Pearce tends to be pessimistic and, I think, generally would prefer for Title V to go away so the Bill will pass. We need Timmons for an independent judgment of the situation in Ways and Means.[Page 690]
- Source: National Archives, Nixon Presidential Materials, NSC Files, Box 403, Subject Files, Trade, Vol. VI, April 8–December 1973. Confidential; Sensitive; Outside the System. Sent for very urgent attention. Kissinger initialed the memorandum.↩
- In the memorandum at Tab B, attached but not printed, Sonnenfeldt reported on the status of the Title V issue, concluding, “Ullman and Corman seem again to be reaching the conclusion that the only viable alternatives in Committee are Jackson–Vanik or dropping Title V. The key, if there is any, is the Jewish Community. All soundings by Ways and Means people show the Washington Jewish lobbyists solidly behind Jackson–Vanik and opposed to the compromise.”↩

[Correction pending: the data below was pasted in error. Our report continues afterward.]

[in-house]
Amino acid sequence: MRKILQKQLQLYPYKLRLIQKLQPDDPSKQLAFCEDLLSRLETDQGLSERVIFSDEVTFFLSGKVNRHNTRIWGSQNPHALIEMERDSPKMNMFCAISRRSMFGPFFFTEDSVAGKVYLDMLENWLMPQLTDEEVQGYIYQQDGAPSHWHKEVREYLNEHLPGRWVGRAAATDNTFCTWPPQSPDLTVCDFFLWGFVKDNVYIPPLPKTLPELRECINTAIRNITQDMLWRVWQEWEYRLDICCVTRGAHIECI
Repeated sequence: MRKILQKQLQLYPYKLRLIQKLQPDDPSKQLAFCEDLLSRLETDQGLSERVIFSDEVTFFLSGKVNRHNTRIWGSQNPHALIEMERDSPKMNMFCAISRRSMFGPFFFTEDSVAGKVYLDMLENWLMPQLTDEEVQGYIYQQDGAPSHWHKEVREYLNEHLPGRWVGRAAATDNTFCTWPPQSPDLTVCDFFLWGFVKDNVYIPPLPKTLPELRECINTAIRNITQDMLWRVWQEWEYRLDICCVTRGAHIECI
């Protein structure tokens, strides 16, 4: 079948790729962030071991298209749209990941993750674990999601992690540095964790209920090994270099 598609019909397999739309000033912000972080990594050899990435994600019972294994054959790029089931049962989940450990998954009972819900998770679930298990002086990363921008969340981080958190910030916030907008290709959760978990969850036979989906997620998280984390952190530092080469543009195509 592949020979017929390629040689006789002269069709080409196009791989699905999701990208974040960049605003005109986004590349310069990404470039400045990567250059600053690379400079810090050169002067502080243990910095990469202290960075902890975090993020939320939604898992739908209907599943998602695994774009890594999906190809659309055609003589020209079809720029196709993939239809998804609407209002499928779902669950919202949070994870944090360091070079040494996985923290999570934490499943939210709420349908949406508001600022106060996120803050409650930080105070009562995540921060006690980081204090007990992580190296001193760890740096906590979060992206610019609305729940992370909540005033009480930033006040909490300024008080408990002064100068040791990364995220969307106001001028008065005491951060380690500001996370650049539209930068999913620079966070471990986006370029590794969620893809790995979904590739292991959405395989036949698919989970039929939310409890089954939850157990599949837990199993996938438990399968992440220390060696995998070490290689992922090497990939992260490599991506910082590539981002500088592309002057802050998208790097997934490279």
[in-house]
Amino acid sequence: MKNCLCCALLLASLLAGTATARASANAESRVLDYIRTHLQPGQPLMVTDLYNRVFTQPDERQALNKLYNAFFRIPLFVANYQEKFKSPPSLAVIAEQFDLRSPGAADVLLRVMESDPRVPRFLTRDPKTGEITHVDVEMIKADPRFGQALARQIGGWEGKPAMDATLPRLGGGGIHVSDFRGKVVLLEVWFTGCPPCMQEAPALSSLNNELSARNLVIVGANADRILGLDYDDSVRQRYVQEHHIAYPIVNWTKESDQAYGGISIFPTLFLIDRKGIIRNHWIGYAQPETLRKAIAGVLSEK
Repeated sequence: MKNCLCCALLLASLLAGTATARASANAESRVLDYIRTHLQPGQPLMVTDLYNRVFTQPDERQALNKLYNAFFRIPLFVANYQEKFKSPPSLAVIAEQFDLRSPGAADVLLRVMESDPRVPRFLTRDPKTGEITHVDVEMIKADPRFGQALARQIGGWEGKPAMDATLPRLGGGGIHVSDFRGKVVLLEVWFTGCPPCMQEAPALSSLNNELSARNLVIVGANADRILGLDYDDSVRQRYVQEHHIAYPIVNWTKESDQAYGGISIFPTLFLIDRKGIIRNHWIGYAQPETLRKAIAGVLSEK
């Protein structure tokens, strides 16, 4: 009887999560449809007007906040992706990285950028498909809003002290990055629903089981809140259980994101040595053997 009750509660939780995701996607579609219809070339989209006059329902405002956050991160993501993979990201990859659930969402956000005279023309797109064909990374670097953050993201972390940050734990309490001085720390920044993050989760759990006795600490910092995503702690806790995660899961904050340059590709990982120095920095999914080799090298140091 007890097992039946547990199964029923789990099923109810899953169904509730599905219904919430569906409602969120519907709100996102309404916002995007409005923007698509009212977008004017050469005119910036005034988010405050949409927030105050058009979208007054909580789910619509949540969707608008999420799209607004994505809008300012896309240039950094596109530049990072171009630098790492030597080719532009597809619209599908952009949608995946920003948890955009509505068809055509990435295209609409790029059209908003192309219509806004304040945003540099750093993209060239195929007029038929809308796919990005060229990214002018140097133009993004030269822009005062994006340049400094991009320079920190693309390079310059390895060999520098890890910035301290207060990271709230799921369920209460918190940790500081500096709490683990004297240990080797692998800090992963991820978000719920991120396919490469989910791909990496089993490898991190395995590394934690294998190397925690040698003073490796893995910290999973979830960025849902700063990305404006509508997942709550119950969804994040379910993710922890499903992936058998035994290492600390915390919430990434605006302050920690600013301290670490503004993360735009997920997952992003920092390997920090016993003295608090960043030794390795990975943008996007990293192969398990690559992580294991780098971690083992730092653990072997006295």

- On September 15, Sakharov appealed to U.S. Congressmen to support the Jackson–Vanik amendment. That same day, a group of Soviet Jews alleged that Deputy Assistant Secretary of Commerce for East-West Trade Steven Lazarus had pressured them during a February trip to Moscow “to desist from public protest lest they endanger the Administration’s trade bill” and “to appeal to Jewish organizations in the United States to drop their support for the Jackson amendment.” (The New York Times, September 16, 1973, p. 1)↩
- Richard Perle was a staff aide to Senator Jackson.↩
- Henry Kearns was the President and Chairman of the Export-Import Bank.↩
- September 19.↩
- September 18. According to a September 13 memorandum from Timmons to Scowcroft, “The President and HAK agreed to Al Ullman–Herm Schneebeli request to brief an executive session of Ways and Means Committee next Tuesday afternoon on urgent need for MFN Soviet Union.” (National Archives, Nixon Presidential Materials, NSC Files, Box 317, Subject Files, Congressional, Vol #9, June–September 1973)↩
- September 14.↩
- Limited Official Use. Copies were sent to Flanigan, Eberle, Timmons, and Sonnenfeldt.↩
- Limited Official Use.↩
- Tabs A and B are attached but not printed.↩
- Printed in The New York Times, September 10, 1973, p. 1.↩
- September 14.↩